RSS Feed

Category Archives: Social Justice

dig in.

“find your place on the planet. dig in, and take responsibility from there.” ― gary snyder

Source: dig in.

I enjoy Gary Snyder‘s poetry and essays, which has a Zen-like view of humans and their relationship with the world. It does not exist out there as if some mysterious wilderness we travel to. Instead, the objective and subjective worlds speak to each other through our senses.

In arguing we do not live outside of the objective world, John Dewey contended humans “live in community in virtue of the things they have in common.” My view is the community includes all sentient and non-sentient beings.

When we think of ourselves as living in community with all beings, animate and inanimate, we find our place in the world, dig in, and assume responsiblity for that piece of the world and our actions.

When we think, speak, and act responsibly, we become leaders who act as stewards, serving future generations in concrete and ethical ways. We grow mindful and attentive to a world we inhabit intimately and communicate with it on a moment-to-moment basis. It is real, existing inside and outside of us simultaneously.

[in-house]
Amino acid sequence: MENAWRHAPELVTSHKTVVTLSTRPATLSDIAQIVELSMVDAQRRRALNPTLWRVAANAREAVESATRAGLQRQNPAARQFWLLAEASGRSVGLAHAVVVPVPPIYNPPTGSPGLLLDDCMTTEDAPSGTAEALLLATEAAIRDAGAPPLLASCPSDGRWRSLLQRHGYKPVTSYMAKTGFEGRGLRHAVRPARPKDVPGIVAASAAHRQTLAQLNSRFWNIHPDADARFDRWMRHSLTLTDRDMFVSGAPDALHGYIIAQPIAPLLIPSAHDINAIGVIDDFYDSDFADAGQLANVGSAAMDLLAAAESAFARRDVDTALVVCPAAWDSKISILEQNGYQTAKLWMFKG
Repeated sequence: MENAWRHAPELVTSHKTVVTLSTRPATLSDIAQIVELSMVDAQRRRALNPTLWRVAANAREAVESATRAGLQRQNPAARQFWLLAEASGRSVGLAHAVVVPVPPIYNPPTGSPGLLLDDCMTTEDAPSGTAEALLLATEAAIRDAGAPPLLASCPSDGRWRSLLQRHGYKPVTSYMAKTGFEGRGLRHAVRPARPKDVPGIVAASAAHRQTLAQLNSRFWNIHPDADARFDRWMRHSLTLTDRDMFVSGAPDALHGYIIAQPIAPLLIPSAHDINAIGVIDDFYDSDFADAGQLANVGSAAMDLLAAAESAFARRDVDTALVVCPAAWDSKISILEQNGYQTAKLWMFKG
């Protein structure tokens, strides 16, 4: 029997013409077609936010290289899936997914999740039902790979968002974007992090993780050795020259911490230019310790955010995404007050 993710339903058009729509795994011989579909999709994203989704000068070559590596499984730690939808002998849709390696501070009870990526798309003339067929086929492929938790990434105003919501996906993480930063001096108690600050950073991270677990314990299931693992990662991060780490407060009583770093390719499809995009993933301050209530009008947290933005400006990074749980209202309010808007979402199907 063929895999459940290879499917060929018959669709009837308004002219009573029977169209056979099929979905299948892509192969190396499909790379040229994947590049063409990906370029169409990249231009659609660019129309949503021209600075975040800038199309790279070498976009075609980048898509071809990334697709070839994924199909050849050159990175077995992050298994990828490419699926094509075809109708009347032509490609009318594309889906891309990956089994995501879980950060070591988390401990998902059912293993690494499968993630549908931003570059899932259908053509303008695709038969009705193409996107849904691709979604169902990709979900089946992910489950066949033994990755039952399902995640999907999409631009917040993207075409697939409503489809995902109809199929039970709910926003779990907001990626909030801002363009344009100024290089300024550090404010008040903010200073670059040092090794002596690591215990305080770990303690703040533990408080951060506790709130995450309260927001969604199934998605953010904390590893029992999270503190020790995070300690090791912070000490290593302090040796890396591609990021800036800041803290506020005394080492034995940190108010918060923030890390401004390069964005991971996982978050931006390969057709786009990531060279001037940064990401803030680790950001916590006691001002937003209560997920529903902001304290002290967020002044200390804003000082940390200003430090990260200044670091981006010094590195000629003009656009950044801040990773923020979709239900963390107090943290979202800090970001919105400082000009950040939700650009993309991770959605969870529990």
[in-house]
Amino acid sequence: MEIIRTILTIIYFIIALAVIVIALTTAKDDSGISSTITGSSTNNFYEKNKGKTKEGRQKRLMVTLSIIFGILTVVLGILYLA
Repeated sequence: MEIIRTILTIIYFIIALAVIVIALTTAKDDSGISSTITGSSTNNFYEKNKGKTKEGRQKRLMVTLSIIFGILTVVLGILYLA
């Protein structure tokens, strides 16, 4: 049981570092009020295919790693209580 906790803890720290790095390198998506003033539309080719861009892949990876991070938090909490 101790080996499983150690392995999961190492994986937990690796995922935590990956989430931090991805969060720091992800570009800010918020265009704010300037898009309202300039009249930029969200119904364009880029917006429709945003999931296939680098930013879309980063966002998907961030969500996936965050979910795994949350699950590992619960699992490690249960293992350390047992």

Imperatives

What imperatives do we set for ourselves in living? I find this question reading this poem. When we take in the world and as Kathleen Norris suggests drink of it, we elevate the ordinary to the extraordinary.

With a Zen-like quality, Gary Snyder reminds us that “Nature is not a place to visit. It is home.” Nature is a place we belong and share with others, living and non-living. We do not despoil nature and it remains sacred.

When we experienced sharing the world, we discover ways to reach out, love, forgive, and ask forgiveness. When we mind and care for the world, perhaps we share wealth and pass through the eye of a needle into Heaven.

Look at the birds
Consider the lilies
Drink ye all of it
Ask
Seek
Knock
Enter by the narrow gate
Do not be anxious
Judge not; do not give dogs what is holy
Go: be it done for you
Do not be afraid
Maiden, arise
Young man, I say, arise
Stretch out your hand
Stand up, be still
Rise, let us be going…
Love
Forgive
Remember me

April 15, 1947 – The Day Jackie Robinson Came to Bat

Sixty nine years ago today the Brooklyn Dodgers broke the color line at Ebbets Field when Jackie Robinson took the field, playing first base.  The door was opened and it was the beginning of the en…

Source: April 15, 1947 – The Day Jackie Robinson Came to Bat

When I taught, I used a social justice activity. Most of the junior high students knew about Nelson Mandela and Mother Teresa, but few had heard about Jackie Robinson. He was important for some students who did not connect until they understood athletes were part of social change.

Jackie Robinson had a Canadian connection. He played his AAA baseball for the Montreal Royals. This point led to talking about Willie O’Ree who broke the colour barrier in hockey. He may not have seemed as impactful Jackie Robinson, but many black NHL players refer to Willie O’Ree as a role model and he remains an ambassador for the game.